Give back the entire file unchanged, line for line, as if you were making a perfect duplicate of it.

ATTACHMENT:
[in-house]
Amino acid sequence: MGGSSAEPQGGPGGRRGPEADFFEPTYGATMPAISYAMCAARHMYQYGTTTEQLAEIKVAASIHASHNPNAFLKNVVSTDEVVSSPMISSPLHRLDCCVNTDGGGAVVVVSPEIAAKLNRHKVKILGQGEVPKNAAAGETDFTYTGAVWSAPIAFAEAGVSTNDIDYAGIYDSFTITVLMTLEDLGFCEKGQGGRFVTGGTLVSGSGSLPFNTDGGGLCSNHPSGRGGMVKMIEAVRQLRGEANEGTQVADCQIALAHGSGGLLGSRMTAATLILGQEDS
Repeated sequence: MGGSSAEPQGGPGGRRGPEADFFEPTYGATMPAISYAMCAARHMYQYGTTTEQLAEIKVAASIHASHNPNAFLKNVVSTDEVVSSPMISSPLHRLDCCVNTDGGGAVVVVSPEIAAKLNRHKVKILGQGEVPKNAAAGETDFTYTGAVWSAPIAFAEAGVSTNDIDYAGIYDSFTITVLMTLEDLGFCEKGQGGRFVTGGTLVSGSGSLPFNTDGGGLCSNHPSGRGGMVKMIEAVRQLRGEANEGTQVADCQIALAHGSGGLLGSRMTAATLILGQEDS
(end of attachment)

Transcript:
[in-house]
Amino acid sequence: MGGSSAEPQGGPGGRRGPEADFFEPTYGATMPAISYAMCAARHMYQYGTTTEQLAEIKVAASIHASHNPNAFLKNVVSTDEVVSSPMISSPLHRLDCCVNTDGGGAVVVVSPEIAAKLNRHKVKILGQGEVPKNAAAGETDFTYTGAVWSAPIAFAEAGVSTNDIDYAGIYDSFTITVLMTLEDLGFCEKGQGGRFVTGGTLVSGSGSLPFNTDGGGLCSNHPSGRGGMVKMIEAVRQLRGEANEGTQVADCQIALAHGSGGLLGSRMTAATLILGQEDS
Repeated sequence: MGGSSAEPQGGPGGRRGPEADFFEPTYGATMPAISYAMCAARHMYQYGTTTEQLAEIKVAASIHASHNPNAFLKNVVSTDEVVSSPMISSPLHRLDCCVNTDGGGAVVVVSPEIAAKLNRHKVKILGQGEVPKNAAAGETDFTYTGAVWSAPIAFAEAGVSTNDIDYAGIYDSFTITVLMTLEDLGFCEKGQGGRFVTGGTLVSGSGSLPFNTDGGGLCSNHPSGRGGMVKMIEAVRQLRGEANEGTQVADCQIALAHGSGGLLGSRMTAATLILGQEDS